BEHIND THE SONG WITH KEVIN DAVIS
#263 - "Eyes on the Prize" by Sara Groves
Sara's continued support of a social justice cause drives the message behind the song, as NRT's Kevin Davis discovers.
 


Each of Sara Groves’ albums have received well-deserved acclaim for her premier songwriting ability. Ten years ago, Sara’s major label debut album, Conversations, led to her nomination for Best New Artist. She has followed up each album with her next “best” album with All Right Here and The Other Side of Something. With her three previous INO recordings (now Fair Trade Services)--Add to the Beauty, Tell Me What You Know and Fireflies & Songs--Groves focused on a theme and wrote poetic commentary with songs about social justice and the impoverished. Invisible Empires is the landmark tenth album by Sara Groves.

Sara Groves still spends her “advocacy currency” on the organization she’s supported for several years: International Justice Mission (IJM), a human rights agency that works toward justice for victims of human sex trafficking and other forms of enslavement. She writes an IJM song for every album to keep the message of their organization in front of people.

For Invisible Empires, that song is the gospel-inspired “Eyes on the Prize.” The song opens with the hymn “The Gospel Plow,” adapted during the Civil Rights Movement and recorded for this album acapella by the talented young voices of a group based in Jersey City, N.J.: the New City Kids.

Groves enters the song singing about Paul and Silas, and asking listeners to keep their eyes on the prize and hold on. While that message is universal, Groves had IJM specifically in mind, knowing that this nonprofit social-justice organization, like many do, has reached its point of the “long haul.” Some supporters have lost their fervor but the ones remaining, like Groves, are growing more attached to the cause. I had the great opportunity to speak with Sara about her song “Eyes On The Prize.”

Please tell me the message behind the song “Eyes On The Prize.”

The lyrics of this song were taken from a hymn that predates World War I called “The Gospel Plow.” In 1956, the lyrics were re-written for the Civil Rights Movement. I wanted to bring new life to this song as I don’t feel like this song is done. It’s meant a lot to people over the years. With every album, I have at least one song about the work of International Justice Mission ever since I felt God calling me to advocate for them and what they are doing. Not just IJM, and they’d be the first to tell you, but living for justice in the broader sense. In my mind, the trafficking of young girls and slavery is the biggest evil in the world today.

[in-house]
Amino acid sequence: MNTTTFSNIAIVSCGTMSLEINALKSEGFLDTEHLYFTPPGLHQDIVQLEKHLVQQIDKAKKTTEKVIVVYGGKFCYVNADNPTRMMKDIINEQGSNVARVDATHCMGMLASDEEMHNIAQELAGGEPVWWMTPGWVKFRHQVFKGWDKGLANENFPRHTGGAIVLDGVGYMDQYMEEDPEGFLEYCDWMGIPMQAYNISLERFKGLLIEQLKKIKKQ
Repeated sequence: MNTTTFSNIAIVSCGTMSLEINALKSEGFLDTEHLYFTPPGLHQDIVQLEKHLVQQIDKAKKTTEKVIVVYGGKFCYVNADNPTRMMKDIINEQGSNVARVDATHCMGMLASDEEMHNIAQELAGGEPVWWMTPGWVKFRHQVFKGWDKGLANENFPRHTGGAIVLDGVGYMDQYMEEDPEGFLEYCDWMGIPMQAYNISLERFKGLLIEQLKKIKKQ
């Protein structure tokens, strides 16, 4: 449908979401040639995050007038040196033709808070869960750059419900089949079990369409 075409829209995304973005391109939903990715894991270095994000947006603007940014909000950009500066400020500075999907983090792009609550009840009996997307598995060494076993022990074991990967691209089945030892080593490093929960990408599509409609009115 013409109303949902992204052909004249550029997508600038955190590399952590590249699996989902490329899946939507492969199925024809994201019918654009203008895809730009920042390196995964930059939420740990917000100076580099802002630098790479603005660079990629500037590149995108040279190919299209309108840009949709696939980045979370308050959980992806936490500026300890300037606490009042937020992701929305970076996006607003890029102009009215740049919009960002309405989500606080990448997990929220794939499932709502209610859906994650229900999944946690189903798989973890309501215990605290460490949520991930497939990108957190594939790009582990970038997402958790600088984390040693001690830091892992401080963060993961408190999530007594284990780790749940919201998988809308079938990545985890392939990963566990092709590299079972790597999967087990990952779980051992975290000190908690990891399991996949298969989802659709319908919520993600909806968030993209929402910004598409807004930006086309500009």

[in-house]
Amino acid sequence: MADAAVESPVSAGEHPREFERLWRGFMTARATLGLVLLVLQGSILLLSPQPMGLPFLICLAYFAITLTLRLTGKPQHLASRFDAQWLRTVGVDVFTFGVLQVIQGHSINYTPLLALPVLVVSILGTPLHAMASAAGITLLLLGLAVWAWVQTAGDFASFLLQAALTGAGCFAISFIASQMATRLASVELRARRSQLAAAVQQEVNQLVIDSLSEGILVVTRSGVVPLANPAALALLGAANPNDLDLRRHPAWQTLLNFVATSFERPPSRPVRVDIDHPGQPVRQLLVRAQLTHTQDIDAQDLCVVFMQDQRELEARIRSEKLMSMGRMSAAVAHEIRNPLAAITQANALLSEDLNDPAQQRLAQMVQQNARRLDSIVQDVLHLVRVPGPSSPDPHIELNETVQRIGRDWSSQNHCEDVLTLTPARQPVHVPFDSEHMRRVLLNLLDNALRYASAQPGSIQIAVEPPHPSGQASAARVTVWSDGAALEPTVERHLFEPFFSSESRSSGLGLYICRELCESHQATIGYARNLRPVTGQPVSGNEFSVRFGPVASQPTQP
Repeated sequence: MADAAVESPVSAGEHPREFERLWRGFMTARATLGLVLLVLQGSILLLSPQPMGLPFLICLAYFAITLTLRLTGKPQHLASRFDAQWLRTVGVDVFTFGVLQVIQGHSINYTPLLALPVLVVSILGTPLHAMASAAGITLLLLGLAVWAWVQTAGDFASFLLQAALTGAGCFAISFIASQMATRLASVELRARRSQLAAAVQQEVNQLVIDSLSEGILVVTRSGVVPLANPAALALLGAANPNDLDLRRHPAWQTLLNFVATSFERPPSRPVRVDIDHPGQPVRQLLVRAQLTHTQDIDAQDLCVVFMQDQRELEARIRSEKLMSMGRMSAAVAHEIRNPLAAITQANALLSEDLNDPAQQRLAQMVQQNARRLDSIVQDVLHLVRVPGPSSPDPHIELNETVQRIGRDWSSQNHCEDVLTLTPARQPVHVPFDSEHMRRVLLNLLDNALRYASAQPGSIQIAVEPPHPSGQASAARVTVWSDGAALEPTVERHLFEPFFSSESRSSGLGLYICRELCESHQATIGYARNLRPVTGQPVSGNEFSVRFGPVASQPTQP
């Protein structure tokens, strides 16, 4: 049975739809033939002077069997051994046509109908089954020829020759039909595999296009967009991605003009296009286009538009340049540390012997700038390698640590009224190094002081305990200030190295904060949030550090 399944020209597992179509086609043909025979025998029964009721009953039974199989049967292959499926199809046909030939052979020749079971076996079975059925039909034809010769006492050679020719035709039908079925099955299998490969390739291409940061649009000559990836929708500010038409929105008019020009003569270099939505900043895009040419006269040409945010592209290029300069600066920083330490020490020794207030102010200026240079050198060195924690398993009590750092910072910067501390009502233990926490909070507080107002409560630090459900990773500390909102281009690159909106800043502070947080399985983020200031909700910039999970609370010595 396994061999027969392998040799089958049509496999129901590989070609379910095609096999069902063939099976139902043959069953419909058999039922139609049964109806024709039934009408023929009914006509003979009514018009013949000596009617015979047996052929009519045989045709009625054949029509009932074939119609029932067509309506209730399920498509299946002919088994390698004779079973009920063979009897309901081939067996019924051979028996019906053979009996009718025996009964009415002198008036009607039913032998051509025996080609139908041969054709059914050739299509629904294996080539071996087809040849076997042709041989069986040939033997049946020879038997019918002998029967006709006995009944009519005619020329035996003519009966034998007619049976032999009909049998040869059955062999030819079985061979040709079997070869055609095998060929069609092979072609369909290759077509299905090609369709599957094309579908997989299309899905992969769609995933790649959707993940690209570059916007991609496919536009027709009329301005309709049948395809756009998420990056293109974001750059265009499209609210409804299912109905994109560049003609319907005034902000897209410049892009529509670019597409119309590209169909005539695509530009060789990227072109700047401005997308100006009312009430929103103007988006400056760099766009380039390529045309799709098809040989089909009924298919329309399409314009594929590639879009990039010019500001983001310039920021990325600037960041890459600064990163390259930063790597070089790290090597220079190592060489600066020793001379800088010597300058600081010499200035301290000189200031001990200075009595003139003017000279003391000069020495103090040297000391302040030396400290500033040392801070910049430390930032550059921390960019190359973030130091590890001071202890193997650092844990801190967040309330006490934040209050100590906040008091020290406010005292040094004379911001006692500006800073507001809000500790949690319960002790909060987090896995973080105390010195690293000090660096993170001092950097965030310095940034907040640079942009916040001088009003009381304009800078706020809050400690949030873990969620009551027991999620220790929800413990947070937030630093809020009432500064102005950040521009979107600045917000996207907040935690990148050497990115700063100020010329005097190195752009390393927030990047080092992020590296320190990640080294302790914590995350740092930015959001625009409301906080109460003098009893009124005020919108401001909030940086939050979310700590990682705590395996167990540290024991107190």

As a student of history, I wonder what my role would have been during the abolishment of slavery and during the Civil Rights Movement. Would I have risked losing friendships defending people being oppressed and abused? I have always wondered that about myself. When I learned about IJM in 2005, I couldn’t sleep at night. I was pacing the floor and wondering how I could be in involved in their vision. It is broad-reaching vision to strengthen judicial systems and rules of law in communities where that has been trampled. It’s working--that’s the incredible thing.

Are there any Bible verses that connect to the message of the song?

1 Corinthians 9:26-27: “I don't know about you, but I'm running hard for the finish line. I'm giving it everything I've got. No sloppy living for me! I'm staying alert and in top condition. I'm not going to get caught napping, telling everyone else all about it and then missing out myself.”

Acts 20:24: “But none of these things move me; nor do I count my life dear to myself, so that I may finish my race with joy, and the ministry which I received from the Lord Jesus, to testify to the gospel of the grace of God.”

…and 2 Timothy 4:7: “I have fought the good fight, I have finished the race, I have kept the faith.”

What is the take-away message for listeners about the song?

IJM and other organizations have a lot of other organizations competing for attention. Sometimes, the enthusiasm of supporters can seem like a fad. People might have signed up and then dropped off. Fighting human trafficking is not a fad. It requires sustained engagement and we’re seeing unbelievable momentum in communities where the work is persevering. And it is visceral how powerful the work of prayer has been in these communities. At IJM, every morning the employees have a half hour of devotional time and then corporate prayer at 11 a.m. in Washington, D.C., and around the world every day. They have seen miracle after miracle as the effects of their prayers.